In hindsight, the divisions seem inevitable. Moreover, the attempt of each theological party to vindicate its cause in the Bible necessitated a turn to the original languages, not just Hebrew and Greek but Aramaic as well. That, however, meant a search for, and confrontation with, multiple manuscripts in the original languages that brought to light variant readings, which themselves became part of the battle over what the Bible actually says. A key result was that no one could hope to participate in this increasingly divisive conflict unless he was very well versed in the ancient languages and the science of philology. The simple believers among the priesthood of all believers were soon left far behind.
And so, within Luther’s century, the first cracks in what would later become the Great Divide were already opening between the simple believers and the academically trained biblical scholars, although at this point the latter were still believers. These scholars were, in fact, necessary to produce new translations in the vernacular, the Bible that was meant to serve as the authoritative text for believers unable to read the original languages. The predictable problem was that there were soon multiple vernacular translations in multiple languages, in significant part, following theological divisions. As Jonathan Sheehan observes, in both Germany and England, “Protestants developed the vernacular Bibles that symbolized their confessional commitments and their distinction from the authority of Rome,” but these vernacular translations had to be redone as new manuscripts were discovered, a process that seemed to call into question the solidity of the Bible.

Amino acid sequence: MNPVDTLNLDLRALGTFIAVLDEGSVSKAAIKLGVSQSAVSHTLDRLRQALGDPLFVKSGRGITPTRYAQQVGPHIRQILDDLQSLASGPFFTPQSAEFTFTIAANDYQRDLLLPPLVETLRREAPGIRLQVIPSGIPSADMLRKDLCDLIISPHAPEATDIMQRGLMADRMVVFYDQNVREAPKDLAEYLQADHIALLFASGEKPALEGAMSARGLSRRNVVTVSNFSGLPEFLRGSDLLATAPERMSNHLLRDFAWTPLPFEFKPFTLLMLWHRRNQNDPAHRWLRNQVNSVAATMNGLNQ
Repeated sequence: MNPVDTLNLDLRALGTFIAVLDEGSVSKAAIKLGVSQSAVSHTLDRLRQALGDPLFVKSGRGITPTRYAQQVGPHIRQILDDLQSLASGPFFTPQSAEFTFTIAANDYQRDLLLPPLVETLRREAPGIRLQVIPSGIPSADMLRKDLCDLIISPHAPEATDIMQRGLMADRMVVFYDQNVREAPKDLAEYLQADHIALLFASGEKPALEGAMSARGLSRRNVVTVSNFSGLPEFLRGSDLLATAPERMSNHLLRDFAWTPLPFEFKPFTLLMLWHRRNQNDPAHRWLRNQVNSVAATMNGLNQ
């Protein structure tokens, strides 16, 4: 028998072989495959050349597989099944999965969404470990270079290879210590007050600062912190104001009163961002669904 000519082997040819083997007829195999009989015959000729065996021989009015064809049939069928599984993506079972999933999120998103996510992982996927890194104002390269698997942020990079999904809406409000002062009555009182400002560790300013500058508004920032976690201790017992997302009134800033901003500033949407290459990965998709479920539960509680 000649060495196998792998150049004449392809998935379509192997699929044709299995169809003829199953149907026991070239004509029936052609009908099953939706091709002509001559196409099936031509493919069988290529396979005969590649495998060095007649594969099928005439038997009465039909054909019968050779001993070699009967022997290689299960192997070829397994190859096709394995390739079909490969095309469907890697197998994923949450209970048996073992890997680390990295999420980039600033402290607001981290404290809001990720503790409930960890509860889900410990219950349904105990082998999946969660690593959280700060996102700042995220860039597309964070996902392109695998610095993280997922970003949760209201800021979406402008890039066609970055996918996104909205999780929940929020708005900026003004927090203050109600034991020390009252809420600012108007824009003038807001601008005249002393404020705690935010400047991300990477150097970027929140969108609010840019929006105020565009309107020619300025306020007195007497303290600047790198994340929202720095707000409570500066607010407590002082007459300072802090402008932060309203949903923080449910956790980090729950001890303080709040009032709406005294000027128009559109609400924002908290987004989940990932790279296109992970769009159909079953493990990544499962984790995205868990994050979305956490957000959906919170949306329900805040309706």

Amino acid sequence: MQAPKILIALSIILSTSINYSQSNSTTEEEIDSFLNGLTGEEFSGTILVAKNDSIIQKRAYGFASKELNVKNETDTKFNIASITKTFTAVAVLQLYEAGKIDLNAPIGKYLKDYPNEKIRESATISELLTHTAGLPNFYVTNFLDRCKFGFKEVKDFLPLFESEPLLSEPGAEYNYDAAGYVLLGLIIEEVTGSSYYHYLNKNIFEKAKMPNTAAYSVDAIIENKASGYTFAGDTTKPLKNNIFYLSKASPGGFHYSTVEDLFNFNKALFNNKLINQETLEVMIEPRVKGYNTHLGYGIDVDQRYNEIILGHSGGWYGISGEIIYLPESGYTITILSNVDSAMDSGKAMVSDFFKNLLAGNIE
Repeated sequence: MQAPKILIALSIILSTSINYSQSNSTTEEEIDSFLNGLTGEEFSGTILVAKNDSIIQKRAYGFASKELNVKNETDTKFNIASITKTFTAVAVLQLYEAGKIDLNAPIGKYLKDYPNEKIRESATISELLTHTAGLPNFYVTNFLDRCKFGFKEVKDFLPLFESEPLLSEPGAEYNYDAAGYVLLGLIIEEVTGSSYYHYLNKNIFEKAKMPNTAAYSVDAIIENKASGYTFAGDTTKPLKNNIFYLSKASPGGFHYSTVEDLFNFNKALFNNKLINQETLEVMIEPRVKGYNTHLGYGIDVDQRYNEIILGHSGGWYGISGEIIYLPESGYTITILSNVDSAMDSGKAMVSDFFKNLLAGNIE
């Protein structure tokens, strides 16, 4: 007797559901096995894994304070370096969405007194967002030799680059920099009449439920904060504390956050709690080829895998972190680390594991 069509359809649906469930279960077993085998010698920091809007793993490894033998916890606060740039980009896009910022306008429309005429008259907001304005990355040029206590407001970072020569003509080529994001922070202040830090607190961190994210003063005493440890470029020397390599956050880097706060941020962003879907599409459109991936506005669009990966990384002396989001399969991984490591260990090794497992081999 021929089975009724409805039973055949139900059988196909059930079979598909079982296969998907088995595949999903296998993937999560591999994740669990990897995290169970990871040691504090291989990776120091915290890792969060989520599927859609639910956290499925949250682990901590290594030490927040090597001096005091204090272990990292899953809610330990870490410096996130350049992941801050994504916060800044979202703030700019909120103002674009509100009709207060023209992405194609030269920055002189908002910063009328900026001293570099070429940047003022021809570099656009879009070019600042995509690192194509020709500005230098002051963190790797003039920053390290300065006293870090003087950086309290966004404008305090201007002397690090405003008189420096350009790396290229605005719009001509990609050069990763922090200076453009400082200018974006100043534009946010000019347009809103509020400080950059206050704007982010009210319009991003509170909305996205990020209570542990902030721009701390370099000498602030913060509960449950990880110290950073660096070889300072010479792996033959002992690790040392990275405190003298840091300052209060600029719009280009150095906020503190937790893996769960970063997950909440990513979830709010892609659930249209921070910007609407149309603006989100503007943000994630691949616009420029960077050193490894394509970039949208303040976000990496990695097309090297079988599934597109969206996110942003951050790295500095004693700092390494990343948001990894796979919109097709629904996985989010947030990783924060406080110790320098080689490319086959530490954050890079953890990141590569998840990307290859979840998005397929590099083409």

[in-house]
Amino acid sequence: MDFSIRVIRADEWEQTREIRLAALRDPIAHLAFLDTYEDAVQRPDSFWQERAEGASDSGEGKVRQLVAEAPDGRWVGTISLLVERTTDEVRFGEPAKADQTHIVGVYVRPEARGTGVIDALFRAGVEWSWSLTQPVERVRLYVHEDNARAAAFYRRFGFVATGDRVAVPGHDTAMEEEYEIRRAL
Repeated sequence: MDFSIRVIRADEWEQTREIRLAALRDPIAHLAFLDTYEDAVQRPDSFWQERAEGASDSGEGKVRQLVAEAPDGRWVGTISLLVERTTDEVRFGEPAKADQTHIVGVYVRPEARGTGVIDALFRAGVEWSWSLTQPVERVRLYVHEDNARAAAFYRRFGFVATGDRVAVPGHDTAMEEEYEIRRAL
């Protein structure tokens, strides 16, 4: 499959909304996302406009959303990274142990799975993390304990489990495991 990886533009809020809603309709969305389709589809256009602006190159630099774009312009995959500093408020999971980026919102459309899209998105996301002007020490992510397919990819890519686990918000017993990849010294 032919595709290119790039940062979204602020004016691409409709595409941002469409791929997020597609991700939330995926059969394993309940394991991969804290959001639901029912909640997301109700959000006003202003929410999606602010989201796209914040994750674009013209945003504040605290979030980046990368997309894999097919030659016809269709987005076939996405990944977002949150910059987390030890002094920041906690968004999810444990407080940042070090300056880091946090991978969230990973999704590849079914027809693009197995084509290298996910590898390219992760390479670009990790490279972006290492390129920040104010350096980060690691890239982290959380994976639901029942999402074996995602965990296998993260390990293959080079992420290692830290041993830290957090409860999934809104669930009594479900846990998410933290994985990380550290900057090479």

The result was that by the early 1600s a kind of exhaustion set in. Those in charge of each distinct Protestant confession realized that it was publicly unsettling to the faith that was supposed to be grounded in the absolutely true and unalterable Word of God if the printing presses kept churning out altered translations as scholars wrestled with variant readings that arose from the availability of more original language manuscripts. Since these theological divisions were also politically very unsettling, a solution fell together during the latter part of the sixteenth and early seventeenth centuries. Put a stop to new vernacular translations so that the common people may have a stable Bible; construct explicit theological confessions that allow the adherents of each position to define, as its own traditio, how their position understands the faith and consequently how it must understand the approved version of its vernacular Bible; and finally, let the scholars continue their work without disturbing the faithful.
And so arose the initial version of the Great Divide, with the lay faithful and those who minister to them on one side, and the academic biblical scholars on the other.
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In The Decline and Fall of Sacred Scripture: How the Bible Became a Secular Book, authors Scott Hahn and Benjamin Wiker trace the various malformations of Scripture scholarship that have led to a devastating loss of trust in the inspired Word of God.